For months Chelsea fans waited patiently. Countless newspaper reports claimed Callum Hudson-Odoi had agreed a new contract with the club he joined as an eight-year-old, but there was nothing official.
Until this week. On Thursday night Chelsea announced the 18-year-old winger, who had been courted by Bayern Munich in January, had signed a new five-year deal with the Blues.
“It’s been a long wait but it’s done now and I’m really happy about that,” Hudson-Odoi told the club’s official website after the contract was announced.
“I’ve been a Chelsea player since I was eight and this is the right club for me to be at. I’m delighted everything has been agreed and now I’m just looking forward to properly getting back.’
Hudson-Odoi’s new deal will, according to The Telegraph, see the teenager earn around £120,00 a week. It is a big contract to hand out to a player with just 12 Premier League appearances to his name yet one which reflects his status as one of Europe’s most promising young players.
Such a salary does, however, come with expectation. While many players his age are given time to feel their way into the senior game, Hudson-Odoi will need to produce when he returns from injury.
He will have to consistently affect the big games, ensure he impresses against the toughest of opponents both domestically and in Europe. It will not be easy – especially after such a lengthy injury – but Hudson-Odoi’s talent is without question.
Nor is his application. When the youngster hobbled off the pitch in April having ruptured his Achilles against Burnley, he was expected to miss at least six months of football. Yet he could make his first-team return against Liverpool this afternoon, a recovery time of exactly five months.
His age – it’s rare for teenagers to suffer Achilles injuries – has helped but it’s a testament to the winger’s work ethic and mental fortitude that he has recovered so quickly.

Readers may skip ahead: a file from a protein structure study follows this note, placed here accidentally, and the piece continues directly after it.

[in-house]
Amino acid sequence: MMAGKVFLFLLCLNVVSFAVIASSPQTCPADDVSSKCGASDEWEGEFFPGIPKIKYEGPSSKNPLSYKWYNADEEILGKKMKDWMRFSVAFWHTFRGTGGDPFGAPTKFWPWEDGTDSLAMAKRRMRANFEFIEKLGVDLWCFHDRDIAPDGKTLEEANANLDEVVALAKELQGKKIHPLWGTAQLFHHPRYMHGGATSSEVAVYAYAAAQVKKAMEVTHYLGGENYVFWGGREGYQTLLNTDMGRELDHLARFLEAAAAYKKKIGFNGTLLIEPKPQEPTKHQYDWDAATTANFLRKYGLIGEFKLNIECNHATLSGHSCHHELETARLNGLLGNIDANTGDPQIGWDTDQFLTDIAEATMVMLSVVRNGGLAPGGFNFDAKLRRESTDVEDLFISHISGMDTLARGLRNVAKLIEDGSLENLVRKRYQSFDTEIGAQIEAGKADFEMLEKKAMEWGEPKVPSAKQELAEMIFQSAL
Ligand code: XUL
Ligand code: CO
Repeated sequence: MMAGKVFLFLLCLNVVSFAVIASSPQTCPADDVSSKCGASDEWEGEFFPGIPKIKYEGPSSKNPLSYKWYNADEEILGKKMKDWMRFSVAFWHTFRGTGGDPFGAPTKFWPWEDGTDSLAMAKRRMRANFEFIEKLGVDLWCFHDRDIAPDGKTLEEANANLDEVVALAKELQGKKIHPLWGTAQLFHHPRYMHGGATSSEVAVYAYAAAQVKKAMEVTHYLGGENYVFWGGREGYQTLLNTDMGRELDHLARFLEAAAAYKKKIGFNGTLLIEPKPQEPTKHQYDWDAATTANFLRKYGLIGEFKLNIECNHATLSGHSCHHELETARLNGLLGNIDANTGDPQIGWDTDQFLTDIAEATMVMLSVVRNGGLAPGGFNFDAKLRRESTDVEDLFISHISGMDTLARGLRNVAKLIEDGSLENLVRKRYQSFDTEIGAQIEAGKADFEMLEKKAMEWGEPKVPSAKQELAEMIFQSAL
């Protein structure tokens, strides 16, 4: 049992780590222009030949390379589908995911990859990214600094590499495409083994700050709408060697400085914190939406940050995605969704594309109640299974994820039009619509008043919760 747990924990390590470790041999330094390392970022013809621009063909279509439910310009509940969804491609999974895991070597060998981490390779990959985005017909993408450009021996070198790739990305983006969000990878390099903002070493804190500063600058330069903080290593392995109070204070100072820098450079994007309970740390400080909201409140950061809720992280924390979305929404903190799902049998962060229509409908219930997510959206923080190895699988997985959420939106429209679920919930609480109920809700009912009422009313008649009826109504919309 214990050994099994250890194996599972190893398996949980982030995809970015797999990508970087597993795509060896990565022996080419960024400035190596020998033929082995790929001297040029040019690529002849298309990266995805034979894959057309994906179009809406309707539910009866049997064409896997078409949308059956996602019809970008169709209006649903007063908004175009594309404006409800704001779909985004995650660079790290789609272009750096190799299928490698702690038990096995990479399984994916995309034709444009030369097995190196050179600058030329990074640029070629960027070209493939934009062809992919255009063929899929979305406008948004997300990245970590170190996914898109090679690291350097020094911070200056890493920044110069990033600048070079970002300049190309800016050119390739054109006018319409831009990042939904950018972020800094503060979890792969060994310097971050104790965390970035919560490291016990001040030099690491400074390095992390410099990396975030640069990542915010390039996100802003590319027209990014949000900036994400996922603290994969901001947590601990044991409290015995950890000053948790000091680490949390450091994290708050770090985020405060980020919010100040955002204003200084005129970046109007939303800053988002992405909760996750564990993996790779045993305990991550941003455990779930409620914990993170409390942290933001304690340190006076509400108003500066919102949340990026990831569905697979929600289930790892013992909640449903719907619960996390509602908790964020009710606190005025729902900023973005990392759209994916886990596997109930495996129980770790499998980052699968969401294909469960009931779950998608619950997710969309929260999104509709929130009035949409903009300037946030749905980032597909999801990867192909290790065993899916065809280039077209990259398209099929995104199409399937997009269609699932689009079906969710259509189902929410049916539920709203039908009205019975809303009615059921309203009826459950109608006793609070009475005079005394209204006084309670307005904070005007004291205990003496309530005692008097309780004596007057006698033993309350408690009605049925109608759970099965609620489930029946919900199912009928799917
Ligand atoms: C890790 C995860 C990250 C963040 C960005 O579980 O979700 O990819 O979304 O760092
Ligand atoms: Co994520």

Hudson-Odoi is a young player in a hurry; one who knows how to maximise his talent and reach the top of the European game. He proved as much last season under Maurizio Sarri.
The Italian coach stifled the youngster in the early months of the season, especially when it came to Premier League football. Hudson-Odoi didn’t make an appearance in the top-flight until Boxing Day and started just the four games before his season was ended early.
It was in the Europa League, though, where Hudson-Odoi built his reputation. He made nine appearances, scored four goals and claimed two assists. The quality of opposition may not have always been elite level, but it was obvious the teenager was ready for more.
Among attackers in last season’s Europa League – which included the likes of Pierre-Emerick Aubameyang, Luka Jović and Dries Mertens – Chelsea’s young star was second for shot assists per 90 (2.59) and dribbles completed per 90 (6.49).
He was third for touches in the opposition area per 90 (8.22), was sixth for passes completed per 90 (43.26). And his record of 0.87 goals per 90 was bettered by only eight other attackers.
Quite simply, despite his inexperience, Hudson-Odoi was one of the competition’s best players. His form resulted in an England call-up in March and he became the second-youngest player to make a competitive appearance for the Three Lions.
Hudson-Odoi rode the crest of a wave last season. Momentum carried him from milestone to milestone, achievement to achievement. He might not find it so easy this term, having not undergone pre-season training and having to adapt to a new head coach.
However, Frank Lampard’s confidence in the club’s No.20 is absolute. “I am not going to say things that are pie in the sky but, with his talent, Callum can be central to this team and he can be central to England,” said the Blues boss in July.
“He can show, right here at Chelsea, the team he came through the academy at, that he is going to be a world-class player. I truly believe that.”
There is an open spot for Hudson-Odoi in this Chelsea team. Mason Mount has locked down one of the attacking positions but the other is very much up for grabs.
Willian, Pedro and Christian Pulisic have all failed to cement their spot in the side. The homegrown winger can take advantage and establish himself as the fourth academy graduate to become a first-team regular under Lampard.
Hudson-Odoi’s new contract ensures he comes with a big billing. But he showcased last season he can live up to the hype. It’s time to prove himself all over again.